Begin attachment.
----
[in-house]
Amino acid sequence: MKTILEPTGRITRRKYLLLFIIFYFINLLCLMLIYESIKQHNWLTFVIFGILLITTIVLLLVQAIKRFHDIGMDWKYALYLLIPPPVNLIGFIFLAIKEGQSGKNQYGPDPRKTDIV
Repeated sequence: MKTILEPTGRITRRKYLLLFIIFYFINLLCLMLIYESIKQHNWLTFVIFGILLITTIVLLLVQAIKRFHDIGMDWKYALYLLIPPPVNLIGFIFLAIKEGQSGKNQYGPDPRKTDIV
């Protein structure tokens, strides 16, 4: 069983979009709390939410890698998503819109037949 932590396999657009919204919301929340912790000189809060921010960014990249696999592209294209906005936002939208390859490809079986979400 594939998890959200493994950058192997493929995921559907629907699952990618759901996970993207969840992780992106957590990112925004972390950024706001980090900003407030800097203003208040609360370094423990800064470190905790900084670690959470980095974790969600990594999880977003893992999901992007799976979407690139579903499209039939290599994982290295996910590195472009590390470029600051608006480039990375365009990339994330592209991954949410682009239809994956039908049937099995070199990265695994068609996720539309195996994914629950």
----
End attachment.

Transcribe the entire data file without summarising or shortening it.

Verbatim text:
[in-house]
Amino acid sequence: MKTILEPTGRITRRKYLLLFIIFYFINLLCLMLIYESIKQHNWLTFVIFGILLITTIVLLLVQAIKRFHDIGMDWKYALYLLIPPPVNLIGFIFLAIKEGQSGKNQYGPDPRKTDIV
Repeated sequence: MKTILEPTGRITRRKYLLLFIIFYFINLLCLMLIYESIKQHNWLTFVIFGILLITTIVLLLVQAIKRFHDIGMDWKYALYLLIPPPVNLIGFIFLAIKEGQSGKNQYGPDPRKTDIV
């Protein structure tokens, strides 16, 4: 069983979009709390939410890698998503819109037949 932590396999657009919204919301929340912790000189809060921010960014990249696999592209294209906005936002939208390859490809079986979400 594939998890959200493994950058192997493929995921559907629907699952990618759901996970993207969840992780992106957590990112925004972390950024706001980090900003407030800097203003208040609360370094423990800064470190905790900084670690959470980095974790969600990594999880977003893992999901992007799976979407690139579903499209039939290599994982290295996910590195472009590390470029600051608006480039990375365009990339994330592209991954949410682009239809994956039908049937099995070199990265695994068609996720539309195996994914629950």